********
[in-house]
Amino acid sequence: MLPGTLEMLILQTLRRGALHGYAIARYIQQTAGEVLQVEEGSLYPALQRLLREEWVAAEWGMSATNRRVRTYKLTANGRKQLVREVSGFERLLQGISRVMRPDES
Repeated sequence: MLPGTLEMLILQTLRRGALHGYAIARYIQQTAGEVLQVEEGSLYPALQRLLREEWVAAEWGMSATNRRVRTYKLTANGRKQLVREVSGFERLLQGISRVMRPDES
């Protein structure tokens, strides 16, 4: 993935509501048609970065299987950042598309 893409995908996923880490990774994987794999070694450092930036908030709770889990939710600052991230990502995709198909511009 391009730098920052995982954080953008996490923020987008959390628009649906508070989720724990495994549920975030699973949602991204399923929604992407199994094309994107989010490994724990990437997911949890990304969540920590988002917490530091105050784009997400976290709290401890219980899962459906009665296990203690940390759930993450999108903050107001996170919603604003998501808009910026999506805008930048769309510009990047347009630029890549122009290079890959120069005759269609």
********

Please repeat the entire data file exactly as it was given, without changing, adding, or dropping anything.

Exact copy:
[in-house]
Amino acid sequence: MLPGTLEMLILQTLRRGALHGYAIARYIQQTAGEVLQVEEGSLYPALQRLLREEWVAAEWGMSATNRRVRTYKLTANGRKQLVREVSGFERLLQGISRVMRPDES
Repeated sequence: MLPGTLEMLILQTLRRGALHGYAIARYIQQTAGEVLQVEEGSLYPALQRLLREEWVAAEWGMSATNRRVRTYKLTANGRKQLVREVSGFERLLQGISRVMRPDES
């Protein structure tokens, strides 16, 4: 993935509501048609970065299987950042598309 893409995908996923880490990774994987794999070694450092930036908030709770889990939710600052991230990502995709198909511009 391009730098920052995982954080953008996490923020987008959390628009649906508070989720724990495994549920975030699973949602991204399923929604992407199994094309994107989010490994724990990437997911949890990304969540920590988002917490530091105050784009997400976290709290401890219980899962459906009665296990203690940390759930993450999108903050107001996170919603604003998501808009910026999506805008930048769309510009990047347009630029890549122009290079890959120069005759269609």